Murray came to Longfield’s aid, deflecting Charles-Warner’s clarity by asking what the benefits of a register would be. Though Longfield did acknowledge her previous criticism of Northamptonshire, she quickly turned the focus back onto HE by paying lip-service to those parents who “do it well.” She then went on however to make unevidenced claims about “unprepared” HE parents, and those “who are actively using the loose regulation and lax regulation as a way of disappearing from view and avoiding the authorities.” From this springboard, Longfield opined that for responsible HE parents “I don’t think it’s too much to ask or too big a burden to have a register.”
Eight minutes into the discussion Murray asked Charles-Warner why parents who elect to HE their children are “so scared of being registered.” She responded “Their children are already stigmatized by negative media reports and the whole concept that is put across that they are abused children. Home educated children are not abused children.” Charles-Warner also commented, “Currently on the last occasion we assessed it, almost all bar maybe a dozen local authorities of the one hundred and fifty-two in England were not compliant with the legislation and guidance,” before concluding, “if we give them further powers, that will end in further non-compliance.”
Ignoring the point about LA overreach, Murray asked Longfield, “Why increase the stigma?” The Commissioner denied that registration would increase the stigma for HE children, before making the final comment she hoped listeners would remember, “I think we, everyone, would want children to be safe and educated and there are a very small few who are using the banner of home education quite wrongly to actually disappear from view.”
Why does it matter?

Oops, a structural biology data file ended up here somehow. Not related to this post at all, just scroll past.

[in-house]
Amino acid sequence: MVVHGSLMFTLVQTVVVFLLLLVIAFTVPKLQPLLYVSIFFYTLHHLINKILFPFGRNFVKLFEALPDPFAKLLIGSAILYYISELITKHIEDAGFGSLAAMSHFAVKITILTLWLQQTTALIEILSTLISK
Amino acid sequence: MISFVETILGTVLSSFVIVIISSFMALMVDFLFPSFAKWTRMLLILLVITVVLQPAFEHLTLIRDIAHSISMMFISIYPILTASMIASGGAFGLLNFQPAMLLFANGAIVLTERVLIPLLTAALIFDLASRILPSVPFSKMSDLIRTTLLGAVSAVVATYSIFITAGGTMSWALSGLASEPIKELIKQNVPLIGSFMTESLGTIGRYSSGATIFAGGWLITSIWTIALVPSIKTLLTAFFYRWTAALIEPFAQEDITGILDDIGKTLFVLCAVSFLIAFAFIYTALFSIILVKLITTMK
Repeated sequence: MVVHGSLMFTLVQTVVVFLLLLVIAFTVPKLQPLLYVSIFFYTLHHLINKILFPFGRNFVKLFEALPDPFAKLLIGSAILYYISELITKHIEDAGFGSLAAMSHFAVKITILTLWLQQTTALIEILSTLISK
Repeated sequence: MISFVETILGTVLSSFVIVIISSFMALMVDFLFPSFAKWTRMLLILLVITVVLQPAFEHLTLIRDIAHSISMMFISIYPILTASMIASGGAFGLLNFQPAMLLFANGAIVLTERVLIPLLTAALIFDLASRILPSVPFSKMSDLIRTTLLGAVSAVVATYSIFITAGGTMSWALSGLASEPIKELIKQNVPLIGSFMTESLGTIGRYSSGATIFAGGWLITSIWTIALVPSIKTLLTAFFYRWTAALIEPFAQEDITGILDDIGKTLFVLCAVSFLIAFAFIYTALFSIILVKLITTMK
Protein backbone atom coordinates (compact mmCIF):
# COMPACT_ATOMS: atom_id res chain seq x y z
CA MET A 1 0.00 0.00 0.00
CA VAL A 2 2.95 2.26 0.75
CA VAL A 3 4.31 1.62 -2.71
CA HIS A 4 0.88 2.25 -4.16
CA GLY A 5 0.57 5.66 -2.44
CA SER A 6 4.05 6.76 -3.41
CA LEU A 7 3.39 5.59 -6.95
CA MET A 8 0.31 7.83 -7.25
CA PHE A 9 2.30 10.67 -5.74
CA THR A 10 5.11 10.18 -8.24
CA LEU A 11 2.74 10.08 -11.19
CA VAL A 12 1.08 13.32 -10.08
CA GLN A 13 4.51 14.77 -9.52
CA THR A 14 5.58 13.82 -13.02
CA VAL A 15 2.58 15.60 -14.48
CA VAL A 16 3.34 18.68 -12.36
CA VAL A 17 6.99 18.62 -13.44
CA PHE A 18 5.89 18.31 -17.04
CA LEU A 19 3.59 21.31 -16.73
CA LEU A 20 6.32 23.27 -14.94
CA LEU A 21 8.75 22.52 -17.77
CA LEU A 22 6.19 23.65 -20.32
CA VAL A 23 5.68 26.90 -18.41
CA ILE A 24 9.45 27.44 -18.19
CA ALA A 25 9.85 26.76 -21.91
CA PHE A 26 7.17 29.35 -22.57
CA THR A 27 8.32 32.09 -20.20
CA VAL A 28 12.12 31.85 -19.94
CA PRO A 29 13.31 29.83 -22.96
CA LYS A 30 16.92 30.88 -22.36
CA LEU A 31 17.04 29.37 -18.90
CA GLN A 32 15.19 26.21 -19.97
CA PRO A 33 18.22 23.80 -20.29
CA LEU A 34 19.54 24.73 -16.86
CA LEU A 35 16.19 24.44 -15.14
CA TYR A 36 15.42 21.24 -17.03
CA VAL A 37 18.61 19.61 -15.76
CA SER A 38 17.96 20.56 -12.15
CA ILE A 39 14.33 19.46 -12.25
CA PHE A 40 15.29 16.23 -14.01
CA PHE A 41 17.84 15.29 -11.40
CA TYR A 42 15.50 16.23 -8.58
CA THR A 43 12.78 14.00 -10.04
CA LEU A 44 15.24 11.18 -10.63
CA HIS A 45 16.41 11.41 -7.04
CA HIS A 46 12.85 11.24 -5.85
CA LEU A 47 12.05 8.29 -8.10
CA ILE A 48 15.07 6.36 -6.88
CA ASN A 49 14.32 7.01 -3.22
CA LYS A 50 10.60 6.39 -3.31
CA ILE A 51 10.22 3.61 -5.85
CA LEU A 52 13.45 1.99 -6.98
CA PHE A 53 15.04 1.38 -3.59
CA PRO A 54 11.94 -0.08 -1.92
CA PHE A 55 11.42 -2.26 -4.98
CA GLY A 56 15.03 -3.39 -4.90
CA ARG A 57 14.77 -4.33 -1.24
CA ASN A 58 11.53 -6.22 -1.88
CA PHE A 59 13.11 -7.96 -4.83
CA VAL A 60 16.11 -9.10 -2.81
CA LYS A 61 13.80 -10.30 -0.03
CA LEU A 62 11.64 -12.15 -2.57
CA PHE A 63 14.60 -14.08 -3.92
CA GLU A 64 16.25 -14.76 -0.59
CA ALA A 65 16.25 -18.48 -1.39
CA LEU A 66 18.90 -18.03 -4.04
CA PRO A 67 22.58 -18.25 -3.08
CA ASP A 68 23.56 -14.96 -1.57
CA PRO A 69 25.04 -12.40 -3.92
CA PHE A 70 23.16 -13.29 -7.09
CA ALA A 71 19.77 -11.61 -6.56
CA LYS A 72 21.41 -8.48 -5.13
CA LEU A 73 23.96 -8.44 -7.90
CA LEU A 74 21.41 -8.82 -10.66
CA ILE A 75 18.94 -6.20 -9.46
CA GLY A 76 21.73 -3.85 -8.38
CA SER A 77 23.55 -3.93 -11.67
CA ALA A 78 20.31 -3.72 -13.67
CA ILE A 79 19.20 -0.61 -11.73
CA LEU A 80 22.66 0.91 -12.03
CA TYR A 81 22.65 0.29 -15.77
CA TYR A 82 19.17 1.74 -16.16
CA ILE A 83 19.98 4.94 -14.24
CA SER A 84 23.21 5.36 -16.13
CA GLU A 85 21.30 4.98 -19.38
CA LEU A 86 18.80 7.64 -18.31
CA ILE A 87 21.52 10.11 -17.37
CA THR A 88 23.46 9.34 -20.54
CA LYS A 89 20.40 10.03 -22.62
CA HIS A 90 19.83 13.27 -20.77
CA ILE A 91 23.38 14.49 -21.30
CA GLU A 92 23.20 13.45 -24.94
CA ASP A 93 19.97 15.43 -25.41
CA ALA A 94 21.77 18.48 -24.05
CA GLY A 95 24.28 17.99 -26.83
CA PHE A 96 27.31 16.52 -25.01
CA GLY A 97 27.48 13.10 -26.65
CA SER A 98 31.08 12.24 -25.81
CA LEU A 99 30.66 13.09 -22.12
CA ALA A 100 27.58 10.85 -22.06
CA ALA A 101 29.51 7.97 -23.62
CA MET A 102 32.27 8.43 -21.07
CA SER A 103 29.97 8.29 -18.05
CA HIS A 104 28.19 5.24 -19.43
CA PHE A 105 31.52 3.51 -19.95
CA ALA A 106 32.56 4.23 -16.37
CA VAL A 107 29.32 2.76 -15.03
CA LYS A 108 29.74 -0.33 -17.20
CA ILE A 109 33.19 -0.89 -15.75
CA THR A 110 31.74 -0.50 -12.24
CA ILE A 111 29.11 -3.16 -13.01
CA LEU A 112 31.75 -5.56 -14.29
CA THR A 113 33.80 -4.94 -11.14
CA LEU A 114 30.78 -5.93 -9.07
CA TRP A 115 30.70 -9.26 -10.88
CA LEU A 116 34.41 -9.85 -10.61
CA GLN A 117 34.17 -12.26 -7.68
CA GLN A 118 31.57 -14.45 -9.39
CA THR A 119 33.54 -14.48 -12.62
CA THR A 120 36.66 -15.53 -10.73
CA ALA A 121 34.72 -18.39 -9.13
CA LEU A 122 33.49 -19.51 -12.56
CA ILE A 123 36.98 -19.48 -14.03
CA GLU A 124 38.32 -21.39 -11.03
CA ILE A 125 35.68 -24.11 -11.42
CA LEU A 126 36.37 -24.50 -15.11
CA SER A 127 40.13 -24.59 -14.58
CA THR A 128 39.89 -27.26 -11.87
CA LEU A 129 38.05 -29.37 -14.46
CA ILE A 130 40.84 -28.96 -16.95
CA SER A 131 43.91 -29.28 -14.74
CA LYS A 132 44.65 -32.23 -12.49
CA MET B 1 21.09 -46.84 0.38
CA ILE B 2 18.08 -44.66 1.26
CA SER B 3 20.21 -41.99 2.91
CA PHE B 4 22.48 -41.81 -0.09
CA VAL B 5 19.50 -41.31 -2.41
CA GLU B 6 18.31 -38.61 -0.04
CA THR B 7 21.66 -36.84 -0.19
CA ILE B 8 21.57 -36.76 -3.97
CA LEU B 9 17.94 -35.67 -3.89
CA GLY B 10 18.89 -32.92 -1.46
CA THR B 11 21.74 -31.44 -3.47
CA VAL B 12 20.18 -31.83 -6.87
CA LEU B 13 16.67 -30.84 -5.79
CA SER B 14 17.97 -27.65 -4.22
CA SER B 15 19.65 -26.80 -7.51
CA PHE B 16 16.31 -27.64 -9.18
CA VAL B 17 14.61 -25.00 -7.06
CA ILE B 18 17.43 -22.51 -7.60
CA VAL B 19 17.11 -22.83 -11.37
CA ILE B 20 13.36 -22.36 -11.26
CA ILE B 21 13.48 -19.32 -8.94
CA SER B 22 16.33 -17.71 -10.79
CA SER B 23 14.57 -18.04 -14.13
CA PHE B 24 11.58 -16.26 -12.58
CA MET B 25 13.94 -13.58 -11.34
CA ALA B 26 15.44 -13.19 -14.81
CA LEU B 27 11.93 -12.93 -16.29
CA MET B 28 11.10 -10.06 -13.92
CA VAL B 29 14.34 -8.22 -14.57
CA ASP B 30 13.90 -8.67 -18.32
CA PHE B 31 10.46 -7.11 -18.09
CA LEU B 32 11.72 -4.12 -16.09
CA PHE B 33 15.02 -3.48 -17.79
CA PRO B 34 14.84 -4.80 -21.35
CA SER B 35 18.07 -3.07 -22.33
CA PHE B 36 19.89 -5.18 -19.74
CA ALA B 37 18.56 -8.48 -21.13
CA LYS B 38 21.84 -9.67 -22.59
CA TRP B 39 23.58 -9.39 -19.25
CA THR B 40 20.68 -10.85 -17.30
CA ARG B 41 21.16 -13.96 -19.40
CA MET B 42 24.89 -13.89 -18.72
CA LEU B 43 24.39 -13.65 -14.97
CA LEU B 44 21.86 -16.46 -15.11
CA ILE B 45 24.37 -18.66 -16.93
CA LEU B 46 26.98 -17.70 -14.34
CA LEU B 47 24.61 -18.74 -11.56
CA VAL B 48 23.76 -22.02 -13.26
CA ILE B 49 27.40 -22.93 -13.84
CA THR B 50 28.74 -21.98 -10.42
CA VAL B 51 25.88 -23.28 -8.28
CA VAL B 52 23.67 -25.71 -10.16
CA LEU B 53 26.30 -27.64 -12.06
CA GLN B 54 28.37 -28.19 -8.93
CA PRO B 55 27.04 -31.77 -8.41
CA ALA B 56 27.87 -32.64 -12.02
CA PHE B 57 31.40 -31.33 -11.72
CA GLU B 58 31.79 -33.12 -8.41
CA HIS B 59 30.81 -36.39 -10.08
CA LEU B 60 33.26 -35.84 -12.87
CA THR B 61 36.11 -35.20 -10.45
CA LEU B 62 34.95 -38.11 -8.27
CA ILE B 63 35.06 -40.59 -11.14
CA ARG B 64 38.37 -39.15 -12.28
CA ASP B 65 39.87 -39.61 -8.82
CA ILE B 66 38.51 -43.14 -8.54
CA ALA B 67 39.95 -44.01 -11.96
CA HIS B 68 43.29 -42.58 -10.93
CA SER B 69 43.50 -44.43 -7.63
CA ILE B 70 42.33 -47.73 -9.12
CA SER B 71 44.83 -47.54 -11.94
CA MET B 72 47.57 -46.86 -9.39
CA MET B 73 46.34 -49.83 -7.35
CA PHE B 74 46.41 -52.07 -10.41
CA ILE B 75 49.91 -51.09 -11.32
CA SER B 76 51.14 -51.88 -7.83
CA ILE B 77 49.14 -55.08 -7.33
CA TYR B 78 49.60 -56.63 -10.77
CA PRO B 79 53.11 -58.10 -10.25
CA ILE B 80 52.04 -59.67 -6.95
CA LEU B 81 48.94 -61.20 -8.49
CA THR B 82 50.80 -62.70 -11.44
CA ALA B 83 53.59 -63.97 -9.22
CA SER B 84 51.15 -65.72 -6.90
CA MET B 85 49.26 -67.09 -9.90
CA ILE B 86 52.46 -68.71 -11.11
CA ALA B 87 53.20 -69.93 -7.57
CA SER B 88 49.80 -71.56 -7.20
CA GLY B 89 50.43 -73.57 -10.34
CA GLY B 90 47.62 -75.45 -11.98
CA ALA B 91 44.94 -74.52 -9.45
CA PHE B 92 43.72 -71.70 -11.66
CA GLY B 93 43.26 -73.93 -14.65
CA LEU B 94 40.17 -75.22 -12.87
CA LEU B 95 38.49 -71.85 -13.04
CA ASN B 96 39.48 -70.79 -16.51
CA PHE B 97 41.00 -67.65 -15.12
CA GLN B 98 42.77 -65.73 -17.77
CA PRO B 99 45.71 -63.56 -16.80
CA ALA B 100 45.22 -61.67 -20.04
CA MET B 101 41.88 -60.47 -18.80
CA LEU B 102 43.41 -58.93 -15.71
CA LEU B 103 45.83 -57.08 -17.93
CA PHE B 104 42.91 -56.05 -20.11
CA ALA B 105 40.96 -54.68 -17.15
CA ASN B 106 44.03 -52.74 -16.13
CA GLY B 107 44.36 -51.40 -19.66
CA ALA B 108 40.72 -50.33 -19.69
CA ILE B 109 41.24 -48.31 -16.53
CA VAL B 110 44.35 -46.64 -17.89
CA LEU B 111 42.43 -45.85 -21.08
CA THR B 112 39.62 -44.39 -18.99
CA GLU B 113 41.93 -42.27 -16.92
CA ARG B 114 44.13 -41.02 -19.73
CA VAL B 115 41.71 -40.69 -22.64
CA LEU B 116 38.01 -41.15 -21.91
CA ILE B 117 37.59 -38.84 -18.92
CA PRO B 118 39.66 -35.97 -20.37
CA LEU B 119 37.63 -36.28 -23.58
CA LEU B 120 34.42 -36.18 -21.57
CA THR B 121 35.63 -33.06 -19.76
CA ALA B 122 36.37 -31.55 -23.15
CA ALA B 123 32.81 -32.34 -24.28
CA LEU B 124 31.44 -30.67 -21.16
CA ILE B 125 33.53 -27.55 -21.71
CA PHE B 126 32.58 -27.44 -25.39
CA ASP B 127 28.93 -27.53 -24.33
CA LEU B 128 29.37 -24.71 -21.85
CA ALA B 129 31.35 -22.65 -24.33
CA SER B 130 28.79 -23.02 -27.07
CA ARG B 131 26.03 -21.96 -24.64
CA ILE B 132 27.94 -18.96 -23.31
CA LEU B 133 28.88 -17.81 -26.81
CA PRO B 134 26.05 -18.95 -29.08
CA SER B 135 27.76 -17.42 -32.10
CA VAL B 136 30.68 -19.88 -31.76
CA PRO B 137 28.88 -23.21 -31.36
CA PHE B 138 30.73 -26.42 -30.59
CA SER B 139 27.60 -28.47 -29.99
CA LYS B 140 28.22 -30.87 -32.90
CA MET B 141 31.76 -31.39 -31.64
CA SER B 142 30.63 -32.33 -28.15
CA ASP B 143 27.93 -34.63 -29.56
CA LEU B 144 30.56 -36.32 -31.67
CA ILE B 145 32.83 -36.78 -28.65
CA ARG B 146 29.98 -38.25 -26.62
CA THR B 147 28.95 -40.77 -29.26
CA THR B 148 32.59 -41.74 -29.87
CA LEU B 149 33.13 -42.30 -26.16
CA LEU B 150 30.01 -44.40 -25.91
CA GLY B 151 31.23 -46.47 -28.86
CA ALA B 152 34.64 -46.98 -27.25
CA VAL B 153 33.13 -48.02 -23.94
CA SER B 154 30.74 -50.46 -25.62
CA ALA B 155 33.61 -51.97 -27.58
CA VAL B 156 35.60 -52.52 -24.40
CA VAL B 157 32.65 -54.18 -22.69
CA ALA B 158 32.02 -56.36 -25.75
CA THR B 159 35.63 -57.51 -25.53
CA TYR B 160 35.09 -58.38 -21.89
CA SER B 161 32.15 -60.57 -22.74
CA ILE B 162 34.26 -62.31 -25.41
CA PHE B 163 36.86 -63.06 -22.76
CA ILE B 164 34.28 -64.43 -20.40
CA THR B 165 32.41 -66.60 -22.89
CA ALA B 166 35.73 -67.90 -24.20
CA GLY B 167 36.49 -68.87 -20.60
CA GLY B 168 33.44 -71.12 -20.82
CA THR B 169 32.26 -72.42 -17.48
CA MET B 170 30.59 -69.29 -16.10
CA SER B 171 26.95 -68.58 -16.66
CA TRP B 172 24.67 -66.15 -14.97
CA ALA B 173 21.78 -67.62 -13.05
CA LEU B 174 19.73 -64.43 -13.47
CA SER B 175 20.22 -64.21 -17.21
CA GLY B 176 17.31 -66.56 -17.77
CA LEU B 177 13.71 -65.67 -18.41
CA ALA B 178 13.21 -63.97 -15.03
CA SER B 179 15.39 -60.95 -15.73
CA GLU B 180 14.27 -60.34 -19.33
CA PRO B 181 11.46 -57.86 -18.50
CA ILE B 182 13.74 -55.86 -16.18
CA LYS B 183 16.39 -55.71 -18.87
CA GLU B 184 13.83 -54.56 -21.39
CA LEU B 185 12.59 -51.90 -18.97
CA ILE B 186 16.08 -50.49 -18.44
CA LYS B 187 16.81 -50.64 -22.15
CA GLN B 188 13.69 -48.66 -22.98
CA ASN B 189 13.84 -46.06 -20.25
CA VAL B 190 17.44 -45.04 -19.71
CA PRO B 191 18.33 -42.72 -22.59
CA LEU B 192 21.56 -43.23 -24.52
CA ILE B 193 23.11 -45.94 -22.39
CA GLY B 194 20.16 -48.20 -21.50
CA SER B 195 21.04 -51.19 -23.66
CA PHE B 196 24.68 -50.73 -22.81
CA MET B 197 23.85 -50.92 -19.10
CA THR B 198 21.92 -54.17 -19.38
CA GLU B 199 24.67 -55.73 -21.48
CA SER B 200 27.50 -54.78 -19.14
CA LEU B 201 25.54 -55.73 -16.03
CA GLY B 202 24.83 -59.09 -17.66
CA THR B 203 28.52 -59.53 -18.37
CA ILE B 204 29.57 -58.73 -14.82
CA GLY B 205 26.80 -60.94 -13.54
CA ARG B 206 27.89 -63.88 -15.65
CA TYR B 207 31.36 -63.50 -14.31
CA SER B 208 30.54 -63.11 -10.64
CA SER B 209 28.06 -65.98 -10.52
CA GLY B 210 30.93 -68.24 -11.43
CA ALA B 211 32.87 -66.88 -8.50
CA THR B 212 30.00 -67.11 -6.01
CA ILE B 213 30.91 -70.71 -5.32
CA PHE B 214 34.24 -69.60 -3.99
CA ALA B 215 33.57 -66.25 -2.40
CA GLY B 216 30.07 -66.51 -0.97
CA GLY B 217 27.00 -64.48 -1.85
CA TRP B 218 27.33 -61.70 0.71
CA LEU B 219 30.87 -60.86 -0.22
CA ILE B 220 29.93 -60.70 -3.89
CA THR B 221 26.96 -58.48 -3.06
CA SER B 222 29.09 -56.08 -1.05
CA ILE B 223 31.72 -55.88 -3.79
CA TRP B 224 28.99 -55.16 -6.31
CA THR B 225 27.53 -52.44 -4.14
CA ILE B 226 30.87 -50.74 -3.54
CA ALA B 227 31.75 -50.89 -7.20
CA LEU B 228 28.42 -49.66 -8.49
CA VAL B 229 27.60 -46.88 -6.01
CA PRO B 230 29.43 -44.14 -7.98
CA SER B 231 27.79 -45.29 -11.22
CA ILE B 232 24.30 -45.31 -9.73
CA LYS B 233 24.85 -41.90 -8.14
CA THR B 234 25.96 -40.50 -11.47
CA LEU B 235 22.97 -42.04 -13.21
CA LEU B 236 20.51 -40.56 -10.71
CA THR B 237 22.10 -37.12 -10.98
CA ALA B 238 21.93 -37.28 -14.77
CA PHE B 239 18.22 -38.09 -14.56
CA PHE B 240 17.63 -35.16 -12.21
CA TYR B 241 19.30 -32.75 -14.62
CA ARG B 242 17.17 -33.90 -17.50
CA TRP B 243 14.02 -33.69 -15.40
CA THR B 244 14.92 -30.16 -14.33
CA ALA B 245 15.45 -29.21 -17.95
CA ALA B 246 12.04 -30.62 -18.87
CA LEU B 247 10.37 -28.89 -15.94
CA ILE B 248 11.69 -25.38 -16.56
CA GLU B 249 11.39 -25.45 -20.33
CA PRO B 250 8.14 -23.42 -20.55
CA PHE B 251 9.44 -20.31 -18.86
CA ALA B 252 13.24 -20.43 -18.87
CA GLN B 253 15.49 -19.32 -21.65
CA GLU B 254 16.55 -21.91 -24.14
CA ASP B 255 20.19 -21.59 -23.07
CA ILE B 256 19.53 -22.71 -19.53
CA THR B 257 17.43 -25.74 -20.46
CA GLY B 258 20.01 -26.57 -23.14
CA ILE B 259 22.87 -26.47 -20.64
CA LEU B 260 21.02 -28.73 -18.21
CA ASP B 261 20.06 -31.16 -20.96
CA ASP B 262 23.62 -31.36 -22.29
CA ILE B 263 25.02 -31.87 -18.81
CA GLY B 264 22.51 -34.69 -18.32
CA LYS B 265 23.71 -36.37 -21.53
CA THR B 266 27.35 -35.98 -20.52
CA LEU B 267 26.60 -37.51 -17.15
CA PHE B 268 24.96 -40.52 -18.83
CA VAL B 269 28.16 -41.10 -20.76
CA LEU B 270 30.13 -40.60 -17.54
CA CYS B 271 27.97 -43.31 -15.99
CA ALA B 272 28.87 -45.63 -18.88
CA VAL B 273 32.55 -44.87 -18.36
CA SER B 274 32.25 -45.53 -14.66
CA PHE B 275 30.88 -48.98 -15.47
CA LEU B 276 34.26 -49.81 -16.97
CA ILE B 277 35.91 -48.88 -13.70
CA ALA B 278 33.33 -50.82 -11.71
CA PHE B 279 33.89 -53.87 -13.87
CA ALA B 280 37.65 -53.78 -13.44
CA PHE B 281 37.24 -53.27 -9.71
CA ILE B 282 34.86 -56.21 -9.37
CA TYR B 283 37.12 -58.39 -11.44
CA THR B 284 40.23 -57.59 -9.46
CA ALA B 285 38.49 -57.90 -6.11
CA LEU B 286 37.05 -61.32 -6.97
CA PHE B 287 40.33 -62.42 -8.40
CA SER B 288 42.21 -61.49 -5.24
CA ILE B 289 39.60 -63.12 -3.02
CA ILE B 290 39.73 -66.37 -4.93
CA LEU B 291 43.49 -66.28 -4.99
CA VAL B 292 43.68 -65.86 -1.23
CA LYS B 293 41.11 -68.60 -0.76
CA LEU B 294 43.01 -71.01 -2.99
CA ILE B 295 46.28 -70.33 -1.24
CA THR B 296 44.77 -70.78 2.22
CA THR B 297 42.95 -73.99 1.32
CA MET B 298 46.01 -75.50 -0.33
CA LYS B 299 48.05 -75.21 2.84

This exchange illustrates how easy it is for public servants who really should know better to wrap themselves up in a mindset which is far from rational. The evidence of repeated Social Services failures in the case of Child Ab may not be in the headlines, but it is clear to see for all who look properly. Children’s professionals however, including Longfield, choose to obscure the facts by spreading fears about those who choose to be different.
The Children’s Commissioner’s role has at its core a responsibility to gather evidence, including by talking to children and young people. One has to ask if she has made any efforts to find out from HE children how they feel about the repeated undermining of their parents’ choices? If she hasn’t, what evidence has she gathered to demonstrate that they don’t feel stigmatized by the negative, scaremongering rhetoric about HE, which has been in the headlines for the last decade? How can children and parents have confidence in someone who abuses their public position in this way?
What can I do?
Be thankful that there are members of the HE community like Charles-Warner, who are willing and able to stand up to people like Longfield in the national media.
Let her example encourage you not to be overawed by the constant barrage of fears and criticism levelled at HE parents.
Do your best to be informed about the facts behind the negative headlines, so that whether you end up talking to family members, friends, local councillors or your MP, you are able to provide them with a better understanding of the realities of HE.
Helping the HE community to be better informed is the main purpose of The HE Byte.